Midnight Peelers
  5. 5
    Push N' Spun
  6. 6
    We Lost
  7. 7
    Autumn  (Tape Interlude)
  8. 8
    Puzzle
  9. 9
    Bud
  10. 10
    Don't Mean A Thing
  11. 11
    1004
  12. 12
    Make Money
  13. 13
    Funny Games
  14.  
    Play All (13)
  1. 1
    U Never Know
  2. 2
    Sum Body
  3. 3
    Closure
  4. 4
    Midnight Peelers
  5. 5
    Push N' Spun
  6. 6
    We Lost
  7. 7
    Autumn  (Tape Interlude)
  8. 8
    Puzzle
  9. 9
    Bud
  10. 10
    Don't Mean A Thing
  11. 11
    1004
  12. 12
    Make Money
  13. 13
    Funny Games
  14.  
    Play All (13)
  1. 1
    U Never Know
  2. 2
    Sum Body
  3. 3
    Closure
  4. 4
    Midnight Peelers
  5. 5
    Push N' Spun
  6. 6
    We Lost
  7. 7
    Autumn  (Tape Interlude)
  8. 8
    Puzzle
  9. 9
    Bud
  10. 10
    Don't Mean A Thing
  11. 11
    1004
  12. 12
    Make Money
  13. 13
    Funny Games
  14.  
    Play All (13)

Lapalux knew where and how his sound should change with a second album. As a result, Lustmore feels like a record as compulsively inspired and meticulously crafted as you’re likely to hear in 2015.

Lustmore is loosely based on the experience of hypnogogia, a transitional state of consciousness between wakefulness and sleep. Listeners familiar with his 2011 debut,

Lapalux knew where and how his sound should change with a second album. As a result, Lustmore feels like a record as compulsively inspired and meticulously crafted as you’re likely to hear in 2015.

Lustmore is loosely based on the experience of hypnogogia, a transitional state of consciousness between wakefulness and sleep. Listeners familiar with his 2011 debut, Nostalchic, will know that Stuart Howard’s woozy, infectious rhythms, enveloping textures and unfamiliarly familiar melodies conjure that territory perfectly.

Lapalux attracted the direct attention of Brainfeeder label owner and electronic music icon Flying Lotus in 2010, and was quickly snapped up by the imprint. Acclaimed early EPs were followed by a number of remixes including Bonobo, Andreya Triana, Lianne La Havas amongst others, before his debut album Nostalchic arrived in 2011. On its release Mojo asserted that: Lapalux has joined the ranks of contemporary electronica's finest, like FlyLo himself.” The album was a high watermark, and a statement of intent by a young producer who was pushing electronic music forward.

Lustmore sees the young producer take another stride forward. Opener "U Never Know," which features another masterful vocal turn by Andreya Triana, sets the tone for the album. “The line ‘I don’t think you’ll know’ describes the mysterious limbo like state between waking life and sleep,” Howard says.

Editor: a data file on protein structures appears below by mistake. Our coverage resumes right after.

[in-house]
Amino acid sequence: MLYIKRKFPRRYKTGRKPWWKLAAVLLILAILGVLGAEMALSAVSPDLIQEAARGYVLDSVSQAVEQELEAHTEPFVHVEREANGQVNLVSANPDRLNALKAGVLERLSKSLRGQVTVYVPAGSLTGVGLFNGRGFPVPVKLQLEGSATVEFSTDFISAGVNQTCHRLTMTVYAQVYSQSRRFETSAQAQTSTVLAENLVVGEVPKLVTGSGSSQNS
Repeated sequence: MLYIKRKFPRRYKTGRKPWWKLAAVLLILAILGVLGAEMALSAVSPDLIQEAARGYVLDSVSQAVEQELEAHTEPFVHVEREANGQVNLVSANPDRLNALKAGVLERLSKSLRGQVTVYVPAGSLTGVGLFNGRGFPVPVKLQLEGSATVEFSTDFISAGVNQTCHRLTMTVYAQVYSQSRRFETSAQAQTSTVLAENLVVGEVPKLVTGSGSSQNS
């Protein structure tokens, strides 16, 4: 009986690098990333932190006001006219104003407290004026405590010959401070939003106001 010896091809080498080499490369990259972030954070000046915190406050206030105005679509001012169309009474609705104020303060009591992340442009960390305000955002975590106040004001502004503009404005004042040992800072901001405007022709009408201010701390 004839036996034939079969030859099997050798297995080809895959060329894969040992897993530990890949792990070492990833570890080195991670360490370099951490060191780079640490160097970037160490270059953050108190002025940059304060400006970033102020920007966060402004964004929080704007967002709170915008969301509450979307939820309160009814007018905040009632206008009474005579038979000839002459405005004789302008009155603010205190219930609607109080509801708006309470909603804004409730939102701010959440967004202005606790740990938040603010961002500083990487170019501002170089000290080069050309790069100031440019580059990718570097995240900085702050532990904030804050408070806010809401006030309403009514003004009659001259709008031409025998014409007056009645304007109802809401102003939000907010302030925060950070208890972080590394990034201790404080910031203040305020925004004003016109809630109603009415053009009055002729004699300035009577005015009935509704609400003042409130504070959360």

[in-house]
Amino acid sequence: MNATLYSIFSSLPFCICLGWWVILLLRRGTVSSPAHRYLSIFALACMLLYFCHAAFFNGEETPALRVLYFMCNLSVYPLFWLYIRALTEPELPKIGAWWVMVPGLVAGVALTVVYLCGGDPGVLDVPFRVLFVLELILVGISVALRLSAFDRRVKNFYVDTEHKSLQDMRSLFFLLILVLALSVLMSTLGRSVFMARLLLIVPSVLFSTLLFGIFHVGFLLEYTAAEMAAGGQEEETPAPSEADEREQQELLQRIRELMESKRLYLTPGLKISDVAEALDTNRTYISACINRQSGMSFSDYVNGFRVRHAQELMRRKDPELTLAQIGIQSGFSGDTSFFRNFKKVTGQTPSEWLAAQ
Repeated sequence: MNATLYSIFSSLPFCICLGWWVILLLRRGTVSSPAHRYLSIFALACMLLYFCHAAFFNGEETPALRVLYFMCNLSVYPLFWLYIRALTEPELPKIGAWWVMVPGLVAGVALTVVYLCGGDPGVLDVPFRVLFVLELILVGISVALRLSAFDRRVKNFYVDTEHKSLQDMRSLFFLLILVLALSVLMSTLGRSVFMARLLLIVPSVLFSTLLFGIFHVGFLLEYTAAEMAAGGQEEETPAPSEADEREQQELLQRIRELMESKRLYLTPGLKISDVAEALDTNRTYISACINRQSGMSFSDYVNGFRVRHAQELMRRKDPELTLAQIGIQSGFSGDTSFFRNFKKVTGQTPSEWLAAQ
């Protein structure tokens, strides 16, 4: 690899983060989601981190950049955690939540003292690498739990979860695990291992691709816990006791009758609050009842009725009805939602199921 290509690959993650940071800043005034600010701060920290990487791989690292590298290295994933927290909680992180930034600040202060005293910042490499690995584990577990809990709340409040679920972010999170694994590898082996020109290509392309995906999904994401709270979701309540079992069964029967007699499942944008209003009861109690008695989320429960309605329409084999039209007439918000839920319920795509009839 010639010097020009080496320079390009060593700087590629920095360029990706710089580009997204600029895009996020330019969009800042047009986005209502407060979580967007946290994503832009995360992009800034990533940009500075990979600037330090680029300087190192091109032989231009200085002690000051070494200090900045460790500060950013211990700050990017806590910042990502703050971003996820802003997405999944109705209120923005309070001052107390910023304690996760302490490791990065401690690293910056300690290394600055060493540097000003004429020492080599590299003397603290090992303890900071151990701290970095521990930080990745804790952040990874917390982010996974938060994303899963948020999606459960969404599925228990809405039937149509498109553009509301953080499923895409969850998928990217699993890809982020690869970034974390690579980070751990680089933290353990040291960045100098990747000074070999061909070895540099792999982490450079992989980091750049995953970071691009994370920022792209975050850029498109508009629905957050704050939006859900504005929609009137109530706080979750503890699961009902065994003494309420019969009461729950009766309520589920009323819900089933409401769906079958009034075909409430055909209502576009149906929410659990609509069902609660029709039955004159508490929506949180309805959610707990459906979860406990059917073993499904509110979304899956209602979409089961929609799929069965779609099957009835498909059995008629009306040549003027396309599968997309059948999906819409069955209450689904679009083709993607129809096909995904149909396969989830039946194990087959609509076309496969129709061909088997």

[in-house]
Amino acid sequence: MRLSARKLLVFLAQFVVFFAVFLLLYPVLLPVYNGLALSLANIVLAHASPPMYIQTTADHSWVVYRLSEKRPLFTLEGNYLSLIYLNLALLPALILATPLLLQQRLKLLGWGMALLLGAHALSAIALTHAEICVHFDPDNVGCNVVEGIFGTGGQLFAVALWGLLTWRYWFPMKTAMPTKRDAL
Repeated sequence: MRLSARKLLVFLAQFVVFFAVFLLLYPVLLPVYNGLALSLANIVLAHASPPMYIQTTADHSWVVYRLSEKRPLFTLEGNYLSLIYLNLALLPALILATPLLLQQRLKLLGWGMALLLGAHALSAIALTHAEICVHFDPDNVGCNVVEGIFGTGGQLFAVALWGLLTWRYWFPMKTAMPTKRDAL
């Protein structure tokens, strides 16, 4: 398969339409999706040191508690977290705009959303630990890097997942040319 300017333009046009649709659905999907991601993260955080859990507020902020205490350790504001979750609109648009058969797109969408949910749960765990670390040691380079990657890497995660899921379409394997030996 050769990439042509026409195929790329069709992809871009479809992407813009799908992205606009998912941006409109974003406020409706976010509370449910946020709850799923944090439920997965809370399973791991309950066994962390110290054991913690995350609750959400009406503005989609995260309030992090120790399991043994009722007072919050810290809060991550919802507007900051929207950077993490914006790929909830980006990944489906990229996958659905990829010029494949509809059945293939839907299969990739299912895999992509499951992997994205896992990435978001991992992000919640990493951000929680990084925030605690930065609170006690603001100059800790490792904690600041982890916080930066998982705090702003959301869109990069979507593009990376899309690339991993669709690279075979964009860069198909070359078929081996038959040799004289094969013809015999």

The sleazy, yearning throb of "Puzzle (ft. Andreya Triana)" is unmistakably sexualised. “It’s a lovelessness,” Howard says, “searching for something more lustful and fleeting. It’s a very visual song for me. It’s about a sort of seedy, underground desire, like an old bar that used to have class, getting slowly seedier, to keep up with the demand for exploitation and filth. I think it sums up the whole feel and mood of the record,” Howard says. "That kind of sultry, seedy undertone and the pieces of the puzzle not fitting together properly, as if in a state of limbo where you don’t know where you are, but there’s something strangely comforting about it.” Those words could well be a credo for Lapalux's wider musical vision.

The sound palette used in making the album was carefully crafted to sound retro futuristic and otherworldly, having sounds in there that would accompany a Bladerunner, or 2001: A Space Odyssey. “Whenever I think about the album I think about the bar scene in The Shining,” Howard says. “There’s something about that strange, hallucinatory psychological madness that relates to the music, both in the making of the actual record and the way it sounds.”

Studying old film soundtracks was a hugely important process for the making of the album. “I really focused on making this album an imaginary visual experience. You can almost see these imaginary movies play in your head when you listen,” he says. “That’s something that I really started to work into my music – the idea of creating imagery and characters, storyline, and emotion.” It’s a process that has certainly worked: Lustmore is imbued with an emotional narrative that never loosens its grip on the ear.